Ida B. Wells in 1920 Credit: University of Chicago Photographic Archive, [apf1-08642], Hanna Holborn Gray Special Collections Research Center, University of Chicago Library
Won a lawsuit against the Chesapeake, Ohio and Southwestern Railroad Company after they forced her off the train for sitting in the ladies’ car. Her victory was ultimately overturned by the Tennessee Supreme Court.
Became part owner of the Free Speech, a Memphis newspaper. According to Michelle Duster’s book, Ida B. the Queen, that made her one of the few Black women in the country at the time to be both owner and editor of a newspaper.
Published Southern Horrors, the first of many pamphlets she would write about her investigations into lynching in the United States
1893 & 1894
Went on speaking tours in England in order to share her reports on lynching in the United States
Co-founded the National Association of Colored Women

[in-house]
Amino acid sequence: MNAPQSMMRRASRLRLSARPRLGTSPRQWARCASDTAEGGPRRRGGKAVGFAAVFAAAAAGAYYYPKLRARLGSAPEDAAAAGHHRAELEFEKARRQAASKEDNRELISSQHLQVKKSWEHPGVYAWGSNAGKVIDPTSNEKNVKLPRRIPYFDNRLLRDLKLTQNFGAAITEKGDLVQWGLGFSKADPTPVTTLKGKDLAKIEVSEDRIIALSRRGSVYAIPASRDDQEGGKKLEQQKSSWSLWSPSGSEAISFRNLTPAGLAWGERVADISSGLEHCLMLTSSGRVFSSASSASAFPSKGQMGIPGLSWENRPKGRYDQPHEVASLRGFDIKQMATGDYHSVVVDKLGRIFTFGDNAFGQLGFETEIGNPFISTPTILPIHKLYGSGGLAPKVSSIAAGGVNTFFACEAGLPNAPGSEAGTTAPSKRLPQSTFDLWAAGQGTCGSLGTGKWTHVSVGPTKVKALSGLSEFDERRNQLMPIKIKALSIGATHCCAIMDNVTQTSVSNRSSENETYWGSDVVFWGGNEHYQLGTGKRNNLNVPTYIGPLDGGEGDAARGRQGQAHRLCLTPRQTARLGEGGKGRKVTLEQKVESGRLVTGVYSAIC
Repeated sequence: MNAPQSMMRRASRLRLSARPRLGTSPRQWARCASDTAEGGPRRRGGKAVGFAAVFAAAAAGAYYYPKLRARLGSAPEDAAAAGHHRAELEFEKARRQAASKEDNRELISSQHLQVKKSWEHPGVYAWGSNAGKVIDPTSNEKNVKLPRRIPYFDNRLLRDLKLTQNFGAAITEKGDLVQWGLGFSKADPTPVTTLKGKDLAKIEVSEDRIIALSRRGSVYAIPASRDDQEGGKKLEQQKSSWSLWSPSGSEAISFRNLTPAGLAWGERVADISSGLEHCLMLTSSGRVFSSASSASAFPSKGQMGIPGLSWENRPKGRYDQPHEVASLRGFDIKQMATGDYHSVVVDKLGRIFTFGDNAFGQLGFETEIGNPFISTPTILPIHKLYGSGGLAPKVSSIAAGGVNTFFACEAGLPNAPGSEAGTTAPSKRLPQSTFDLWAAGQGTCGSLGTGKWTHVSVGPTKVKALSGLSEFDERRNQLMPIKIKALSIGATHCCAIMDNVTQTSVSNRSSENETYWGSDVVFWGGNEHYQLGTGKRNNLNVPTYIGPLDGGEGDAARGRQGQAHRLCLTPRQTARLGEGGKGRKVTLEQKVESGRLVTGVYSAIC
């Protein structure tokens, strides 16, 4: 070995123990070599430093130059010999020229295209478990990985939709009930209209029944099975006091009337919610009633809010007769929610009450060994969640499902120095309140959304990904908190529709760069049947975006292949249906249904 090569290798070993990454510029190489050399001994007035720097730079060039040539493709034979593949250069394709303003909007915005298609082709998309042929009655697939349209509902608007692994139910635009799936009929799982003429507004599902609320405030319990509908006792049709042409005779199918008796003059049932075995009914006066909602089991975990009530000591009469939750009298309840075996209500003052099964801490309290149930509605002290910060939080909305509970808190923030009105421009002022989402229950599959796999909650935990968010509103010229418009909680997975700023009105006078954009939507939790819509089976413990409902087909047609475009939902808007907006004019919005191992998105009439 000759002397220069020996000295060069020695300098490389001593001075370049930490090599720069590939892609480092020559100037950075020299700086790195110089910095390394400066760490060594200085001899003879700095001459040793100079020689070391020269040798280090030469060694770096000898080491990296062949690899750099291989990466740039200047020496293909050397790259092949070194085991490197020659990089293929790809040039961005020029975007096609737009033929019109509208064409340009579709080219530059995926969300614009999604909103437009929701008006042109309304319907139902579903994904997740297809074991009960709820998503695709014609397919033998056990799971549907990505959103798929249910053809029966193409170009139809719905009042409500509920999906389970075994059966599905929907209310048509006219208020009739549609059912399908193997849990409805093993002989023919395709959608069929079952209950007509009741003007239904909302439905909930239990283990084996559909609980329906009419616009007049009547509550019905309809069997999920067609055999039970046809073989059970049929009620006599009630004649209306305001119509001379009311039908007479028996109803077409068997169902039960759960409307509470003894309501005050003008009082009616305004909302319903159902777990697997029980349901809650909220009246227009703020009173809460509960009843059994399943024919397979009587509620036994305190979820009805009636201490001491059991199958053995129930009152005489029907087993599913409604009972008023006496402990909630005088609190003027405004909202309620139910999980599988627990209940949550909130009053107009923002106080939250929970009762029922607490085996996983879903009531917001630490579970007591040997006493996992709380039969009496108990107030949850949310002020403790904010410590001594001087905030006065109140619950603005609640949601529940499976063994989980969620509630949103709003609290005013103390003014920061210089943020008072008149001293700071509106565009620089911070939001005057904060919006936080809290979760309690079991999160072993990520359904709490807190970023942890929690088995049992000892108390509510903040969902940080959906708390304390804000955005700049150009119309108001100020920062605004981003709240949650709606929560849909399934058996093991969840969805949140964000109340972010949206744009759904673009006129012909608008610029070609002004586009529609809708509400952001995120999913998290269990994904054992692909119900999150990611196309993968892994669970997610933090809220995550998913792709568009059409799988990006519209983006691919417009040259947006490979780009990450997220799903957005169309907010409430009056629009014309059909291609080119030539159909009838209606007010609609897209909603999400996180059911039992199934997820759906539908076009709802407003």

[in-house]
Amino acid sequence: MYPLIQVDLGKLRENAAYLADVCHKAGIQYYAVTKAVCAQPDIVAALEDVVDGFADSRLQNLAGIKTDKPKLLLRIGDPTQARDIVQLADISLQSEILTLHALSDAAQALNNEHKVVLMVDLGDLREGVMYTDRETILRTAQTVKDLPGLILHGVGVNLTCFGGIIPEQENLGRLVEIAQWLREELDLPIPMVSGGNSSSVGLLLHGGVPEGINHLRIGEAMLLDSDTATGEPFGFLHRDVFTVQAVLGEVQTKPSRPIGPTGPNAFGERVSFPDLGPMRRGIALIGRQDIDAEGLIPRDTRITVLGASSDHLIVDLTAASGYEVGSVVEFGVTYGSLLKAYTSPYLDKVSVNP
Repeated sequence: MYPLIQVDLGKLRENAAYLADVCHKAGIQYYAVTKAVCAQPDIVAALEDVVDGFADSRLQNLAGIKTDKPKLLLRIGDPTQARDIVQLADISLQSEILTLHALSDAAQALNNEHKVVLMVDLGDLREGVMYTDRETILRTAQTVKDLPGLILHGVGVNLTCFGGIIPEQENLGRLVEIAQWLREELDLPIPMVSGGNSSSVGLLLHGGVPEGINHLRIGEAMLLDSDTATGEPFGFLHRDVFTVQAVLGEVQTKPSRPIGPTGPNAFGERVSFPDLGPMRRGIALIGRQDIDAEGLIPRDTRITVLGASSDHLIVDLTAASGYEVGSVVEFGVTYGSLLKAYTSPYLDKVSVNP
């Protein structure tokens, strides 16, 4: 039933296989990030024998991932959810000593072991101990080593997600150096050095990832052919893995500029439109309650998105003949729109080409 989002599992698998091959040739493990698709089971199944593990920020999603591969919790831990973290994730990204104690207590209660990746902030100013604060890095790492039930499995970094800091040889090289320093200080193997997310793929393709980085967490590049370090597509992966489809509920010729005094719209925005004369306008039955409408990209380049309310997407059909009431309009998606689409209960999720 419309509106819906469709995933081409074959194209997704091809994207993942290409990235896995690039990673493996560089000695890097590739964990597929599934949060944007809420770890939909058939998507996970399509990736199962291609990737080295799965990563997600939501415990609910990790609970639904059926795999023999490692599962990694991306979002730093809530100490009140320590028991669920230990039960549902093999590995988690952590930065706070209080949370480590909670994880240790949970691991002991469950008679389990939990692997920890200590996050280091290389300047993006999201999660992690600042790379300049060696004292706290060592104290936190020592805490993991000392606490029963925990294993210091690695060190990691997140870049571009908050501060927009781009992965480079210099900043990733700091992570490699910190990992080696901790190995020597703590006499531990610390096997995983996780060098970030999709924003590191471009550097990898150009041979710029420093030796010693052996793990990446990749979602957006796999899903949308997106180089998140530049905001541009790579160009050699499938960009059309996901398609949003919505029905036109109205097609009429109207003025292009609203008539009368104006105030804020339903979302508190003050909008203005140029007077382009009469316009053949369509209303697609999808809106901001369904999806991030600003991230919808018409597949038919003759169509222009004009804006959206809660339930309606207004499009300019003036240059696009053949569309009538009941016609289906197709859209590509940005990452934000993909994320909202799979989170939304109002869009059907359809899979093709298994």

Established the first Black kindergarten in Chicago
Co-founded the NAACP, though she was excluded from the list of co-founders
Co-founded the Alpha Suffrage Club, the first Black women’s suffrage organization in Chicago. The club helped elect Oscar De Priest, the first Black alderman in Chicago.
Integrated the suffrage march in Washington, D.C., despite being asked to march in the back.
Congress Parkway was officially renamed Ida B. Wells Drive, becoming the first downtown street to be named for a Black woman. The street signs displaying her name went up in 2019.
Awarded a posthumous Pulitzer Prize in the Special Citations and Awards category.